What all schoolchildren learn,
Those to whom evil is done
Do evil in return. 

Exiled Thucydides knew
All that a speech can say
About Democracy,
And what dictators do,
The elderly rubbish they talk
To an apathetic grave;
Analysed all in his book,
The enlightenment driven away,
The habit-forming pain,
Mismanagement and grief:
We must suffer them all again.

Into this neutral air
Where blind skyscrapers use
Their full height to proclaim
The strength of Collective Man,
Each language pours its vain
Competitive excuse:
But who can live for long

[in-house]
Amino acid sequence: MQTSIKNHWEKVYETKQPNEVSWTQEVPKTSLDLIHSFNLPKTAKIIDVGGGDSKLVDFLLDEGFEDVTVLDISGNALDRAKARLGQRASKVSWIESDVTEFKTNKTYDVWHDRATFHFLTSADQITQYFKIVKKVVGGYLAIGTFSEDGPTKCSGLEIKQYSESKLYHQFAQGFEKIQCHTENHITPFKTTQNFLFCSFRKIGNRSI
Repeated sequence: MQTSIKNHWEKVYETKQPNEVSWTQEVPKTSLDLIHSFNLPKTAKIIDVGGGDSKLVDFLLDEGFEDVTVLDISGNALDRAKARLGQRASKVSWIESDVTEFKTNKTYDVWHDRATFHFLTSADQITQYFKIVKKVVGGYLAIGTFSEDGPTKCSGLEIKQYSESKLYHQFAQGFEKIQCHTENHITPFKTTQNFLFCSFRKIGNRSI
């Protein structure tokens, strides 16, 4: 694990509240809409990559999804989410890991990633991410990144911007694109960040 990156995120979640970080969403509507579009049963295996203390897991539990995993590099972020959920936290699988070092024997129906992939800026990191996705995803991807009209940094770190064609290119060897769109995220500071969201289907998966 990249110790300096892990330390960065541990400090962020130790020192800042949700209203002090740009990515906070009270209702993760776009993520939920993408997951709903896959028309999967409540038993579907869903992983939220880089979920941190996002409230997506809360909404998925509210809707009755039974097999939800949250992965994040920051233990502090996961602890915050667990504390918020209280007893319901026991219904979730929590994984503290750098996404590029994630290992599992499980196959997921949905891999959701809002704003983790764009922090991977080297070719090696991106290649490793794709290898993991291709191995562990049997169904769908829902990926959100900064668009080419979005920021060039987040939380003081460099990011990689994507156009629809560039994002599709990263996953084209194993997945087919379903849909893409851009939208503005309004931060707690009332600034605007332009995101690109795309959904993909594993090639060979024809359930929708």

In an euphoric dream;
Out of the mirror they stare,
Imperialism’s face
And the international wrong.

Faces along the bar
Cling to their average day:
The lights must never go out,
The music must always play,
All the conventions conspire 
To make this fort assume
The furniture of home;
Lest we should see where we are,
Lost in a haunted wood,
Children afraid of the night
Who have never been happy or good.

The windiest militant trash
Important Persons shout
Is not so crude as our wish:
What mad Nijinsky wrote
About Diaghilev
Is true of the normal heart;
For the error bred in the bone
Of each woman and each man
Craves what it cannot have,
Not universal love
But to be loved alone.

From the conservative dark
Into the ethical life
The dense commuters come,
Repeating their morning vow;
“I will be true to the wife,
I’ll concentrate more on my work,"
And helpless governors wake
To resume their compulsory game:
Who can release them now,
Who can reach the deaf,